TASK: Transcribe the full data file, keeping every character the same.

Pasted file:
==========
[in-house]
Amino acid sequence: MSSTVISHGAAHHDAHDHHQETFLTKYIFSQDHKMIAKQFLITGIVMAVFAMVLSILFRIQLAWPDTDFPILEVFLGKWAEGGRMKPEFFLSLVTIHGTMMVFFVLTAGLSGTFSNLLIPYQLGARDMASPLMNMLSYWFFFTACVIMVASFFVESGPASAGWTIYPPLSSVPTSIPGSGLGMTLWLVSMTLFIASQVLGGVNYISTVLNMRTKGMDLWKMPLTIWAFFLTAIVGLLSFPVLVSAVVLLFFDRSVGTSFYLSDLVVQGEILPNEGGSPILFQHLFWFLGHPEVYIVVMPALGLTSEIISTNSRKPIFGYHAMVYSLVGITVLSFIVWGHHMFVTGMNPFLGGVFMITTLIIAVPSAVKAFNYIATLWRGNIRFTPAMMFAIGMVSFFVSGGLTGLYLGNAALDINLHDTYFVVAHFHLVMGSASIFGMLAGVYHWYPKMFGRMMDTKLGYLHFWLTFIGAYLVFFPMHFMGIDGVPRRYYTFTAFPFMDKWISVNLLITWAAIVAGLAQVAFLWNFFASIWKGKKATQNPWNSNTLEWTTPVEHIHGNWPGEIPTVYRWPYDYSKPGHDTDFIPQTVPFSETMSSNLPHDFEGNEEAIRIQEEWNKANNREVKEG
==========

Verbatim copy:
[in-house]
Amino acid sequence: MSSTVISHGAAHHDAHDHHQETFLTKYIFSQDHKMIAKQFLITGIVMAVFAMVLSILFRIQLAWPDTDFPILEVFLGKWAEGGRMKPEFFLSLVTIHGTMMVFFVLTAGLSGTFSNLLIPYQLGARDMASPLMNMLSYWFFFTACVIMVASFFVESGPASAGWTIYPPLSSVPTSIPGSGLGMTLWLVSMTLFIASQVLGGVNYISTVLNMRTKGMDLWKMPLTIWAFFLTAIVGLLSFPVLVSAVVLLFFDRSVGTSFYLSDLVVQGEILPNEGGSPILFQHLFWFLGHPEVYIVVMPALGLTSEIISTNSRKPIFGYHAMVYSLVGITVLSFIVWGHHMFVTGMNPFLGGVFMITTLIIAVPSAVKAFNYIATLWRGNIRFTPAMMFAIGMVSFFVSGGLTGLYLGNAALDINLHDTYFVVAHFHLVMGSASIFGMLAGVYHWYPKMFGRMMDTKLGYLHFWLTFIGAYLVFFPMHFMGIDGVPRRYYTFTAFPFMDKWISVNLLITWAAIVAGLAQVAFLWNFFASIWKGKKATQNPWNSNTLEWTTPVEHIHGNWPGEIPTVYRWPYDYSKPGHDTDFIPQTVPFSETMSSNLPHDFEGNEEAIRIQEEWNKANNREVKEG